The parametric high fidelity generalized method of cells (HFGMC) micromechanical approach is presented for the three-dimensional (3D) modeling of multi-phase heterogeneous materials. Nonlinear and strain-softening constitutive modeling along with large deformation formulations will be discussed and shown to be effective in simulating both damage in aerospace composites and mechanical behavior of soft or hard tissues. In the framework of HFGMC, the multi-phase heterogeneous composite (e.g. tissue) is assumed to possess a periodic microstructure. The detailed interactions between the constituents are explicitly accounted for. For the case of multiphase soft tissue, the constituents are considered to be hyperelastic, and the overall behavior of the composite tissue is established along with the field distributions within the constituents. For hard bone tissue, the HFGMC-based multiscale micromechanical model is employed for predicting the overall effective and damage mechanical behavior of vertebral trabecular bones (VTBs). Towards that goal, a nested 3D modeling analysis framework spanning the multiscale nature of the VTB is presented. Thus, the hierarchical framework is composed of three-levels: two 3D-HFGMC analyses as well as the 3D-sublaminate-model. At the nano-scale level, the 3D-HFGMC method is applied to obtain the effective properties representing the mineral collagen fibrils composite. Next, at the sub-micron scale level, the 3D sublaminate-model is used to generate the effective properties of a repeated stack of multi-layered lamellae demonstrating the nature of the trabeculae (bone-wall). Thirdly, at the micron-scale level, the 3D-HFGMC method is used again on a representative unit-cell of the highly porous VTB microstructure.
The soft HFGMC tissue model is calibrated using available experimental data of artery layers. The results from this model are also compared to the well-known anisotropic constitutive model proposed by Holzapfel and coworkers. Similarly, the hard-tissue HFGMC model is applied for VTB microstructures taken from micro-computed tomography (μCT) scans. The predicted overall anisotropic properties for native VTBs are examined and compared with reported values of moduli found in the literature. In conclusion, the HFGMC is shown to be an effective and viable micromechanical modeling approach for a wide range of soft and hard tissues.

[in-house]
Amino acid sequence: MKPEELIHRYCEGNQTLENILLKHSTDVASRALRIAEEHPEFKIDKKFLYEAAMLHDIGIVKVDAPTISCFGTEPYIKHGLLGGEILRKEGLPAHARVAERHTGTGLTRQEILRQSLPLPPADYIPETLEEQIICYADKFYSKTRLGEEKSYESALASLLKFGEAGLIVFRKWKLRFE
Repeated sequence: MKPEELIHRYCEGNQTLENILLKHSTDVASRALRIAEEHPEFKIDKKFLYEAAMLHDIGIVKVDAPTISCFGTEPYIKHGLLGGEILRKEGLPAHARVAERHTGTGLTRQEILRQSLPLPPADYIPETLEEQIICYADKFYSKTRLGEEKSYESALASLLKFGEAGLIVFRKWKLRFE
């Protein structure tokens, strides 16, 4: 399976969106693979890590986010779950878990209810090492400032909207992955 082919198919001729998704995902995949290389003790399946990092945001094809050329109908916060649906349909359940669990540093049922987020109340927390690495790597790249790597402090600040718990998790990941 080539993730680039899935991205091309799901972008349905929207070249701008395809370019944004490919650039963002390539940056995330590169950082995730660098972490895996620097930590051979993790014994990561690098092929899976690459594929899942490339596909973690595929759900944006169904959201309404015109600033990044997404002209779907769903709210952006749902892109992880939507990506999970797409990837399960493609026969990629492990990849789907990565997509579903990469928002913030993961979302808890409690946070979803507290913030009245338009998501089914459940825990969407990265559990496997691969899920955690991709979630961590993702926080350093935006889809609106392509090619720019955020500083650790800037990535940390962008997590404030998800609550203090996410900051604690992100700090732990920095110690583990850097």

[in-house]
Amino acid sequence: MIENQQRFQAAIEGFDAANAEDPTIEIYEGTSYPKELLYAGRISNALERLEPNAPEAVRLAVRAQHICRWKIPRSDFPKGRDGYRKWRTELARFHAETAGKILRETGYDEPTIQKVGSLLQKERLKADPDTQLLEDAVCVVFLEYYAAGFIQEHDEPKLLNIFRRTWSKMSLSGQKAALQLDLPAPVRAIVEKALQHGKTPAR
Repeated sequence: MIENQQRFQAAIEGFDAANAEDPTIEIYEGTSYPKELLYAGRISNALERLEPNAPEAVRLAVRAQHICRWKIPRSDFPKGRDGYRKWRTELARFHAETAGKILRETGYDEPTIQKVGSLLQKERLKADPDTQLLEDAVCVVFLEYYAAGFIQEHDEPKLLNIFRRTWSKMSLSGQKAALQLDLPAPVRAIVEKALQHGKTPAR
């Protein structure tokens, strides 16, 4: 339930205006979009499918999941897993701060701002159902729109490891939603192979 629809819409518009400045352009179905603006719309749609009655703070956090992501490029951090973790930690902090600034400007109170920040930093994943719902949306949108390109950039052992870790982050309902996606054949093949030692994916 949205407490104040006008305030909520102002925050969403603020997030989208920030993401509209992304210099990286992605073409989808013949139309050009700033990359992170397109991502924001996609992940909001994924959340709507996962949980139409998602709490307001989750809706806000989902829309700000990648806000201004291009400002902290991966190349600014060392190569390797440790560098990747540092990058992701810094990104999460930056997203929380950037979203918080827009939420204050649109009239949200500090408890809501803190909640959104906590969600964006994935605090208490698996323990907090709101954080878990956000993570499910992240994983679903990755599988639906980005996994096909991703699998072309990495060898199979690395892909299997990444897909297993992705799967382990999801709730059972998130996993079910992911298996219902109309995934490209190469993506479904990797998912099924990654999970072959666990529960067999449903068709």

About the Speaker
Rami Haj-Ali is the Nathan Cummings Professor of Mechanics at Tel-Aviv University. He received his BSc-ME from the Technion, MSc from Tel-Aviv University (TAU), and Ph.D. from the University of Illinois at Urbana-Champaign (UIUC) in 1996. He was an Assistant, Associate and Full Professor at Georgia Institute of Technology (Georgia Tech) from 1997-2010 and from 2008-current as a Full Professor in Mechanical Engineering at Tel-Aviv University. Dr. Haj-Ali has published over 150 research papers and technical reports, and over 75 refereed archival publications. His research interests include: Nonlinear and damage modeling of composite materials and structures, Micromechanics, Computational Mechanics, Bio-materials, and Biomechanics of Aortic Valves (AVs). His research attracted support from several competitive and industrial sponsors, including the US National Science Foundation (NSF), Israel Ministry of Science (MOST), German-Israel Foundation (GIF), European Union (EU-FP7), NASA, Lockheed Martin, Rafael, IMI, Edwards Lifesciences Co., among others.
He has won numerous awards, including the Chester P. Siess Award for outstanding PhD and research, University of Illinois at Urbana-Champaign (1997), the National Science Foundation (NSF-USA) CAREER award (1999), the Maof Fellow from PBC-Kahanoff Foundation (2008) and the Marie Curie Fellow from the EU-IRG-FP7 (2009), and the Nathan Cummings Endowed Chair of Mechanics at TAU (2016).
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